Date: Oct 14, 2012 12:09 PM Author: Paul A. Tanner III Subject: Re: US teachers are overworked and underpaid On Sun, Oct 14, 2012 at 10:52 AM, Robert Hansen <bob@rsccore.com> wrote:

>

> On Oct 14, 2012, at 2:09 AM, Paul Tanner <upprho@gmail.com> wrote:

>

> In fact, you

> even mentioned it.

>

>

> Nonsense. Prove your claim.

>

>

> What is nonsense is that after you mentioned it and I told you that you

> mentioned it, you still don't get it.

>

> I live near Kennedy Space Center.

>

I mentioned Broward County, one of the very richest school districts (the countries are the school districts in FL) in FL, not Brevard County.

And here's another mention of Broward County, among others:

Go to the Google search engine and enter

"straight seven" or uniform schedule

exactly as is, with the quotation marks exactly as is, and one of the top hits is about Broward County, which is going back to this traditional "straight seven" or uniform schedule for all its public schools. The traditional "straight seven" or uniform schedule is the traditional seven 1-hour class periods per day, where typically the classes are actually 50 minutes and there is 10 minutes between classes so that students can get to their lockets and go to the bathroom and get to the next class in time. Teachers teach 6 of these classes for 5 days per week, so by one measure we calculate 30 hours of teaching time per week. Multiply 6 times 180 school days per year and we get that figure of 1080 hours per year in the OECD charts for teaching time per year for the US teachers.

But note that these 1-hour classes are actually 50 minutes of actual class time. And so use another measure of teaching time, which would exclude these 10 minutes, we get 300 minutes per day, which is 5 hours per day, which is what we see in the teacher contracts. The districts in their contracts do this for block schedules also, where the time that is between classes is excluded by this measure of calculating teaching time. By this measure, we get the lower teaching times per year for US teachers than the OECD charts, this lower time being 900 hours per year, although still much higher than the top performing countries of Korea, Finland, and Japan of between mid-500s and mid-600s. Again, also keep in mind that these OECD charts show for that for the US and these three countries, teaching time per year is greater for primary school teachers than for secondary school teachers, and to calculate per week and per day figures, that the school year for Korea, Finland, and Japan is respectively 225, 190, and 243 days.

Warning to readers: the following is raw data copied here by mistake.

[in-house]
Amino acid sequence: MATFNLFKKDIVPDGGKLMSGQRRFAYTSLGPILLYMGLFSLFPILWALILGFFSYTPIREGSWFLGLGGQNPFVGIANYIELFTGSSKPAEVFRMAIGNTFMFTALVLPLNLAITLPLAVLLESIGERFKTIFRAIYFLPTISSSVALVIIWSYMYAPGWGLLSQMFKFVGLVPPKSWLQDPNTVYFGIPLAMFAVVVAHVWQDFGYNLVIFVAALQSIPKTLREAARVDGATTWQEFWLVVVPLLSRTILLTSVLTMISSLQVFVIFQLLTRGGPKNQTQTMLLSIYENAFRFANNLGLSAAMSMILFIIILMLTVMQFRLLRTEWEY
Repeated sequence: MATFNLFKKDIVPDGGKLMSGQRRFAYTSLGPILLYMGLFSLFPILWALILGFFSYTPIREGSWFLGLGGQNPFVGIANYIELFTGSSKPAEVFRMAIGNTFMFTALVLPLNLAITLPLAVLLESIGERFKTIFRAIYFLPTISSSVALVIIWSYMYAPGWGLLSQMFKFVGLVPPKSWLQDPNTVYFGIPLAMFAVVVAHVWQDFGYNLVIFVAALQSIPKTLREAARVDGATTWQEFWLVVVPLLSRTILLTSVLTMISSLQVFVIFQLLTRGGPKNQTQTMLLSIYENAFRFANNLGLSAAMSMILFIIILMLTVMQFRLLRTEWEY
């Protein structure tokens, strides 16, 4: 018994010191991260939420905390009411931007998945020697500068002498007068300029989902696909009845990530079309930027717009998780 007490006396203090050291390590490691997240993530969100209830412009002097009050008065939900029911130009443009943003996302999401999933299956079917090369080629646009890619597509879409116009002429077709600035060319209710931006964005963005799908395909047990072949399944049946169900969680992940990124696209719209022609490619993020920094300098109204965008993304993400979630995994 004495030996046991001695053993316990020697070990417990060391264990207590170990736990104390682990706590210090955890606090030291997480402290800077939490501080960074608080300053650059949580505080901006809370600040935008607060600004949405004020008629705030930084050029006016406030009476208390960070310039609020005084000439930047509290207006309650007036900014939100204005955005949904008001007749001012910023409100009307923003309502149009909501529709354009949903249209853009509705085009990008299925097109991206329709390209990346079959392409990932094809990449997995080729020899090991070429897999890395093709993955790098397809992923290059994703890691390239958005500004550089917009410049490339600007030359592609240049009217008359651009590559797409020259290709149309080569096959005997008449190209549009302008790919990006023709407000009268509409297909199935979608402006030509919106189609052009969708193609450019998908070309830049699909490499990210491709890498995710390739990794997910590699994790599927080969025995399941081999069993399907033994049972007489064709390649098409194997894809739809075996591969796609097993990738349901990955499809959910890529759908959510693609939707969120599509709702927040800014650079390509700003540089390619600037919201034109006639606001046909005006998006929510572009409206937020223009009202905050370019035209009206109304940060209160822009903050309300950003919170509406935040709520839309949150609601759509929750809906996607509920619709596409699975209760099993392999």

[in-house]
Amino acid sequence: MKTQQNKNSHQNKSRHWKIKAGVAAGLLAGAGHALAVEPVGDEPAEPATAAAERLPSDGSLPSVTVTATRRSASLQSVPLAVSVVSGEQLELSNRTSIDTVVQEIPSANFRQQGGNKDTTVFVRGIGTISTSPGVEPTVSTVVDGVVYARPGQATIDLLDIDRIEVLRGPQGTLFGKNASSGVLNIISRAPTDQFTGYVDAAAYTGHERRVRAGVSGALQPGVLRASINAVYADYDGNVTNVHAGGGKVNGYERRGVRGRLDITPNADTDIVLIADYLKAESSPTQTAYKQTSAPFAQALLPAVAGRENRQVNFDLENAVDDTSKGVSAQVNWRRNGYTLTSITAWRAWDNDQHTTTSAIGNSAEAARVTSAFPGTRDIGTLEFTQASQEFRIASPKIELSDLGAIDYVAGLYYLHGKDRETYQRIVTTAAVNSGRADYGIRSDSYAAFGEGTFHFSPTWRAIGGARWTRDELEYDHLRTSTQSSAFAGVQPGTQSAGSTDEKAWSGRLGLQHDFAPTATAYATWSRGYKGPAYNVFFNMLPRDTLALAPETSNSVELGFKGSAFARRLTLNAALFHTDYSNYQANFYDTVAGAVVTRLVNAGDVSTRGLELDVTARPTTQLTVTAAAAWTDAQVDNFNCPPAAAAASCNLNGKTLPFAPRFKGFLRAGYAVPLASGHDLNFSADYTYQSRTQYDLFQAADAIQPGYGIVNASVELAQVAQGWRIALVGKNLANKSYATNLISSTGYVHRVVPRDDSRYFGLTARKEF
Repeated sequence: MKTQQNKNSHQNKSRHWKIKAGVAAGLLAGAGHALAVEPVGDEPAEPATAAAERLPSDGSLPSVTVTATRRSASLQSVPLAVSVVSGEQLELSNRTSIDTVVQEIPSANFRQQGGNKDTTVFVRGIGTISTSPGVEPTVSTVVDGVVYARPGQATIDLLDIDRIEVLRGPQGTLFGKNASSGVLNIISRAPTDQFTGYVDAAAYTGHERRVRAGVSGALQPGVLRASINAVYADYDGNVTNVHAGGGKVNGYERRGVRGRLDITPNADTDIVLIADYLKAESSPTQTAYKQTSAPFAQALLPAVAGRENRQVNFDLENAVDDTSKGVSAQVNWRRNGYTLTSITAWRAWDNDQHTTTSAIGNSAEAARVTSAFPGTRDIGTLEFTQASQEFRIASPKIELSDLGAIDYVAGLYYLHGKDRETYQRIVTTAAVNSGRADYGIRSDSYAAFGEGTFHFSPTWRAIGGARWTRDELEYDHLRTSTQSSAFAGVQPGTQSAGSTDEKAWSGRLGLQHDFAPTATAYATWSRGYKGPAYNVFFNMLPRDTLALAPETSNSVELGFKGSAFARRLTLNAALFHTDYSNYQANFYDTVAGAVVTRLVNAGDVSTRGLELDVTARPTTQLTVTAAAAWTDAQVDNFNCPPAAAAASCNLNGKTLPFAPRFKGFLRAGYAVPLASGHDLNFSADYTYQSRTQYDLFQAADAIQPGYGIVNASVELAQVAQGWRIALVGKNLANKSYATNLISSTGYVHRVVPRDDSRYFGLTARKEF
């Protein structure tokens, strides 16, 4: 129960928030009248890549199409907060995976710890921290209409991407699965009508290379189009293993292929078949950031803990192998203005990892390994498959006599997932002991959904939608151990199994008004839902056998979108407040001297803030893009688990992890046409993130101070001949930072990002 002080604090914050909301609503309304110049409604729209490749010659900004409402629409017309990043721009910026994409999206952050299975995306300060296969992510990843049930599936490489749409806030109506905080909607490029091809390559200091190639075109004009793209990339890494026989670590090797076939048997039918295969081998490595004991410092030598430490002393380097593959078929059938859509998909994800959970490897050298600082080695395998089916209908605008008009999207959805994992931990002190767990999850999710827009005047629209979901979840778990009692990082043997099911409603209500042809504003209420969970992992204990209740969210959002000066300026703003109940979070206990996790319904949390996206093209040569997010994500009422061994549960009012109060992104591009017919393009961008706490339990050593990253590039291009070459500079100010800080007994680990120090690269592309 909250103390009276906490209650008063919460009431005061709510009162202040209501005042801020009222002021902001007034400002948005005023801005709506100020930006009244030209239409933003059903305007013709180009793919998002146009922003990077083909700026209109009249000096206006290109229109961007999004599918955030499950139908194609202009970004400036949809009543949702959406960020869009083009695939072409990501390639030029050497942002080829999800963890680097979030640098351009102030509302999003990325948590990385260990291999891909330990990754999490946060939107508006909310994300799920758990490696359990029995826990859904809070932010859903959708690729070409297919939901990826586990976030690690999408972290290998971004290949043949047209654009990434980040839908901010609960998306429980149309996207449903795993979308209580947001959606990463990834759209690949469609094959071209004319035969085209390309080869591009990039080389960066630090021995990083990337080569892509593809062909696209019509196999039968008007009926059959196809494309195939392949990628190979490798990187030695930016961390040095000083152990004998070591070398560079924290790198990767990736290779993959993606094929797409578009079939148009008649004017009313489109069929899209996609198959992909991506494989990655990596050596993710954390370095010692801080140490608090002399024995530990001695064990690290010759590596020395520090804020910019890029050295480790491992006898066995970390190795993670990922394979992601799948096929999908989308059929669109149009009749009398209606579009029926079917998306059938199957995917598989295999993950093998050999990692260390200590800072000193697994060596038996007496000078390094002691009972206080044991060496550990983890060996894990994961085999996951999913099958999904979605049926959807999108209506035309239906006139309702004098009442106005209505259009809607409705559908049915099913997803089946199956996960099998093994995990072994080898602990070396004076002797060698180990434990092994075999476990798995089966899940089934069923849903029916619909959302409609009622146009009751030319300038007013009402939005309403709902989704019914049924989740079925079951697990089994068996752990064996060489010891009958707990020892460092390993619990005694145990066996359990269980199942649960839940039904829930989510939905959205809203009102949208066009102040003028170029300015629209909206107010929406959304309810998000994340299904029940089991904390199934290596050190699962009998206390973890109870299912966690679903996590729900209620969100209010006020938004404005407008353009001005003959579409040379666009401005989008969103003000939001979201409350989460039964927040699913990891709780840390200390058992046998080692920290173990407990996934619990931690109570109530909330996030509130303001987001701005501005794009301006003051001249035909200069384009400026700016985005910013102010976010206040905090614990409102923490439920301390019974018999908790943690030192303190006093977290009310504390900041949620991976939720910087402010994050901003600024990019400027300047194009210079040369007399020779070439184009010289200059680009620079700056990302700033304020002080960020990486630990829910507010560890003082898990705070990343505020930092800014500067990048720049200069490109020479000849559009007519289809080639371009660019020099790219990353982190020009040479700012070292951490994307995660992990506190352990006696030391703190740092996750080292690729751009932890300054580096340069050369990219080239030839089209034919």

So that is why I want to know whether your public school is a charter public school, or some other type of special public school, since that would explain everything as to why you think you see a difference between the average primary teaching hours for the US and your school. Please, again, I ask you: Is your public school of your son sort of the special public school like a public charter school? You have an obligation to answer this question since of it is, it would explain everything.